National Women Physicians Day

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From Rolling My Eyes to Being Moved 

EdisonSpecial Commentary – Meg Edison, M.D. – It’s now 10pm and like many working moms, dinner is finished but dishes need to be done, the kids are in bed but I still hear cackles of laughter from my older girls’ room as they are talking before sleep, I’m finally sitting down but I have a lot yet to do. Tomorrow is the 2nd annual “National Women Physicians Day” and I’m thinking about what that means.

I’ll admit it, last year when the 1st National Women Physicians Day was announced, I may have rolled my eyes just a little and wondered why we needed a day to celebrate women only.  Either by luck, sheer optimism, or choice of specialty, I’m fortunate enough to say I’ve never once felt held back by my gender. To the contrary, as a pediatrician, being a woman and a mom is actually an asset rather than a liability.

But when February 3rd arrived, and I watched social media light up with new profile pictures of my fellow women physicians celebrating the day, along with photos at work in scrubs, performing surgery, giving lectures, in rescue helicopters, in military uniforms,  I was moved.  The face of medicine has changed and it is beautiful.  In that moment, I was truly proud to be part of the sisterhood and was thankful for a day to remind each other of all we have in common and all we have accomplished.

Celebrating Women Physicians Day on the birthday of Elizabeth Blackwell, the first woman to receive a medical degree in the United States, puts our careers and successes in context.  We stand on the shoulders of giants. From Elizabeth Blackwell, to Rebecca Lee Crumpler, Mildred Jefferson to Linda Brodsky—countless women physicians not only broke through barriers, they paved the way and mentored others.  They left medicine better than they found it.  This commitment to the future of our profession has never been more pressing.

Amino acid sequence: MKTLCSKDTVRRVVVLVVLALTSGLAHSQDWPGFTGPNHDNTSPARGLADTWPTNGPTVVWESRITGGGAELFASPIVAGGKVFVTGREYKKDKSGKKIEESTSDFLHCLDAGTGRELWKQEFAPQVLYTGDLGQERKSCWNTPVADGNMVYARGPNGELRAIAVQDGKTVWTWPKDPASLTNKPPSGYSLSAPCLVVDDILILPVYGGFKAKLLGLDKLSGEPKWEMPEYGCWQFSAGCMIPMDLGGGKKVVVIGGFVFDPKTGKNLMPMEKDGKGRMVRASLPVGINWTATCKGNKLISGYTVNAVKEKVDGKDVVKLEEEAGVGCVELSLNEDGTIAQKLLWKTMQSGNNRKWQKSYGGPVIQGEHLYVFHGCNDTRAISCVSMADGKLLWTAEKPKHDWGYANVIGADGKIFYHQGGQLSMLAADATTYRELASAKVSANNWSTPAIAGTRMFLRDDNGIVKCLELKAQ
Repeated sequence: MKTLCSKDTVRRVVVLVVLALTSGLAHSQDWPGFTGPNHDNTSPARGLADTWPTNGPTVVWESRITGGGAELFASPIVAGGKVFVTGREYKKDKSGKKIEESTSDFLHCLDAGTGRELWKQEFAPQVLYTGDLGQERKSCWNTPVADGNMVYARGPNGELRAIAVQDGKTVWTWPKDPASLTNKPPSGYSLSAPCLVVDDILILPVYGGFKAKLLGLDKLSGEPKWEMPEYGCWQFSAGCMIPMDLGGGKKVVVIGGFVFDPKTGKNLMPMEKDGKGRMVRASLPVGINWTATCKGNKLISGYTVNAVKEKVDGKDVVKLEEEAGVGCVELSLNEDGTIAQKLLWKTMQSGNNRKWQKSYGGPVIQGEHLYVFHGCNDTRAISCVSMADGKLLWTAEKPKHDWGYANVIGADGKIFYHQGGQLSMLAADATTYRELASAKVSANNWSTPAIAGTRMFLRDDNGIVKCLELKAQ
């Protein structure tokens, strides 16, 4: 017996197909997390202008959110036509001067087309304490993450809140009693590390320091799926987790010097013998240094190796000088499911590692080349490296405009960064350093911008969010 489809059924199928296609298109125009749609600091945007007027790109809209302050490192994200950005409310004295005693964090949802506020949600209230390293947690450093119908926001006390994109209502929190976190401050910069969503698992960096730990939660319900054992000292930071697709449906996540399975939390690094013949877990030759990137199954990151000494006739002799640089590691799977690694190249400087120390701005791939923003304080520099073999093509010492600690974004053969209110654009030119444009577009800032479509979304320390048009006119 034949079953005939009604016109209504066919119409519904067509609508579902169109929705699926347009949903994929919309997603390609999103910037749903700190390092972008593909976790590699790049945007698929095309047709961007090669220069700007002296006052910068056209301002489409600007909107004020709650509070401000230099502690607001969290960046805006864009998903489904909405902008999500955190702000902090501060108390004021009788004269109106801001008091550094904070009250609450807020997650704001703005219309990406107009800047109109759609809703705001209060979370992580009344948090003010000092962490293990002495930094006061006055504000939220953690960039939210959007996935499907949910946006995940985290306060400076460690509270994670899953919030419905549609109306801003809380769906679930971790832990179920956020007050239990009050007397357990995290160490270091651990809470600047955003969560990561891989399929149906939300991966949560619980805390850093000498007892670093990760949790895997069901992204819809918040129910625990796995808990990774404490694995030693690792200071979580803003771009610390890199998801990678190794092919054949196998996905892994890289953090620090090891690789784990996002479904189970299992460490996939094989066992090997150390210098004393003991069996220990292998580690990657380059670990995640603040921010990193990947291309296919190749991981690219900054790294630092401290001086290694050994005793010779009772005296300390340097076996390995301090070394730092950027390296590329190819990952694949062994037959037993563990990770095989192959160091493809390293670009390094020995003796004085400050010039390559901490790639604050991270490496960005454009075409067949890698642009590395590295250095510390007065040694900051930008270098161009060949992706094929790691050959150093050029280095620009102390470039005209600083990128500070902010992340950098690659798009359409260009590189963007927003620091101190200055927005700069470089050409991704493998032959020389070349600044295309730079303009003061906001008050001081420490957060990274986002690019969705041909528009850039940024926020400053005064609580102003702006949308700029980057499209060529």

As it stands, nine out of ten physicians do not recommend medical careers to their children. Those that do, do not recommend primary care.  This is a tragedy.  Our world needs good doctors, and who better than the children of healers to carry on this calling?  There are many things we do for our children to prepare their future, from teaching them to read to saving for college.  We need to take a hard look at the problems in medicine with them in mind. What can we do to make medicine a better career for them, how can we ease their way?

Before my girls went to bed tonight, I asked if they’d ever consider being doctors. My oldest, who is genetically wired to be an engineer, gamely said she’d think about it only after making a complete list of the pros and cons. I think the engineer mind is strong with that one!  My younger daughter said she’d be interested, but wasn’t sure about “that blue cross stuff”. My heart sank as I realized my frustrations with bureaucracy, MOC, and third party payers were far more transparent than I’d realized. “But if I can fix those things, what would you think about being a doctor, like mom?” Her eyes brightened and she responded, “Spending the day around babies? Sign me up!”

On this 195th anniversary of Elizabeth Blackwell’s birth, it is interesting to note that despite all her hardships and challenges as the only female medical student among 150 men and subsequently the only female doctor in the country, she loved medicine and recommended the career to other women. Just five years after Elizabeth graduated from medical school, her sister Emily became the third woman in the United States to receive a medical degree, one sister paving the way for the other.